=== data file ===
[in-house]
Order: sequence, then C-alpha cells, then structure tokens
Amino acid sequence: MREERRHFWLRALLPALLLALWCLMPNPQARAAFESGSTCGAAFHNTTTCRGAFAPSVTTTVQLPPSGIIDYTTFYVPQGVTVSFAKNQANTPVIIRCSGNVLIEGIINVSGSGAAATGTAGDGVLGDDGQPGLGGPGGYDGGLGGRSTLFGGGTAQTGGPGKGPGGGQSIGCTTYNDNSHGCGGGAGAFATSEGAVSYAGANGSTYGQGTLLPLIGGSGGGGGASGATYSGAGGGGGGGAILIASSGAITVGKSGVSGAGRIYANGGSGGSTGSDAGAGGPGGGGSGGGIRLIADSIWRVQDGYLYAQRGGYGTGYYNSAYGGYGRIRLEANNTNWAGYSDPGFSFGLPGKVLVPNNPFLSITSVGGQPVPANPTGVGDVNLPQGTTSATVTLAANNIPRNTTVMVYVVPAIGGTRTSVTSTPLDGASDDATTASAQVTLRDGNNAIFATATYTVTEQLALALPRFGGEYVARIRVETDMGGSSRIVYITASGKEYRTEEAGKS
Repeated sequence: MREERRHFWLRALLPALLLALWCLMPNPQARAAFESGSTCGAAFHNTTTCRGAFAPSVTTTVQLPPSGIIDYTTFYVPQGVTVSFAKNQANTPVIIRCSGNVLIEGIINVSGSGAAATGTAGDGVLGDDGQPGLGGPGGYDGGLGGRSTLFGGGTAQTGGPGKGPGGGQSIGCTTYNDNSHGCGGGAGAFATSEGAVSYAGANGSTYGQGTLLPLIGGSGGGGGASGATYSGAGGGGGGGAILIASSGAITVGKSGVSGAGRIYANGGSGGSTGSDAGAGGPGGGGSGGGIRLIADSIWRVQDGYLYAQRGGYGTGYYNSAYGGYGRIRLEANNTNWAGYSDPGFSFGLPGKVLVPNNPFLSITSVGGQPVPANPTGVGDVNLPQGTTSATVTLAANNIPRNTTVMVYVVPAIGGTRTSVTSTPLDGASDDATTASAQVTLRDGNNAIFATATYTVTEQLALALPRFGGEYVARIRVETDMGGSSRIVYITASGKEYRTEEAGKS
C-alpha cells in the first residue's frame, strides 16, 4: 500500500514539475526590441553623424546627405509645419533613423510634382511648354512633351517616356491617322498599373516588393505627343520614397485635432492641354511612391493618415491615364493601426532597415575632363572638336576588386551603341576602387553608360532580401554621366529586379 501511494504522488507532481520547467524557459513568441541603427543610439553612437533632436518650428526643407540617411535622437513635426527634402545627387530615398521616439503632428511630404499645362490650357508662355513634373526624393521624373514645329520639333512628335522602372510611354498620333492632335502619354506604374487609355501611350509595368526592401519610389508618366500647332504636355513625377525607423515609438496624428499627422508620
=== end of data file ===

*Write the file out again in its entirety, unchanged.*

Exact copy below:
[in-house]
Order: sequence, then C-alpha cells, then structure tokens
Amino acid sequence: MREERRHFWLRALLPALLLALWCLMPNPQARAAFESGSTCGAAFHNTTTCRGAFAPSVTTTVQLPPSGIIDYTTFYVPQGVTVSFAKNQANTPVIIRCSGNVLIEGIINVSGSGAAATGTAGDGVLGDDGQPGLGGPGGYDGGLGGRSTLFGGGTAQTGGPGKGPGGGQSIGCTTYNDNSHGCGGGAGAFATSEGAVSYAGANGSTYGQGTLLPLIGGSGGGGGASGATYSGAGGGGGGGAILIASSGAITVGKSGVSGAGRIYANGGSGGSTGSDAGAGGPGGGGSGGGIRLIADSIWRVQDGYLYAQRGGYGTGYYNSAYGGYGRIRLEANNTNWAGYSDPGFSFGLPGKVLVPNNPFLSITSVGGQPVPANPTGVGDVNLPQGTTSATVTLAANNIPRNTTVMVYVVPAIGGTRTSVTSTPLDGASDDATTASAQVTLRDGNNAIFATATYTVTEQLALALPRFGGEYVARIRVETDMGGSSRIVYITASGKEYRTEEAGKS
Repeated sequence: MREERRHFWLRALLPALLLALWCLMPNPQARAAFESGSTCGAAFHNTTTCRGAFAPSVTTTVQLPPSGIIDYTTFYVPQGVTVSFAKNQANTPVIIRCSGNVLIEGIINVSGSGAAATGTAGDGVLGDDGQPGLGGPGGYDGGLGGRSTLFGGGTAQTGGPGKGPGGGQSIGCTTYNDNSHGCGGGAGAFATSEGAVSYAGANGSTYGQGTLLPLIGGSGGGGGASGATYSGAGGGGGGGAILIASSGAITVGKSGVSGAGRIYANGGSGGSTGSDAGAGGPGGGGSGGGIRLIADSIWRVQDGYLYAQRGGYGTGYYNSAYGGYGRIRLEANNTNWAGYSDPGFSFGLPGKVLVPNNPFLSITSVGGQPVPANPTGVGDVNLPQGTTSATVTLAANNIPRNTTVMVYVVPAIGGTRTSVTSTPLDGASDDATTASAQVTLRDGNNAIFATATYTVTEQLALALPRFGGEYVARIRVETDMGGSSRIVYITASGKEYRTEEAGKS
C-alpha cells in the first residue's frame, strides 16, 4: 500500500514539475526590441553623424546627405509645419533613423510634382511648354512633351517616356491617322498599373516588393505627343520614397485635432492641354511612391493618415491615364493601426532597415575632363572638336576588386551603341576602387553608360532580401554621366529586379 501511494504522488507532481520547467524557459513568441541603427543610439553612437533632436518650428526643407540617411535622437513635426527634402545627387530615398521616439503632428511630404499645362490650357508662355513634373526624393521624373514645329520639333512628335522602372510611354498620333492632335502619354506604374487609355501611350509595368526592401519610389508618366500647332504636355513625377525607423515609438496624428499627422508620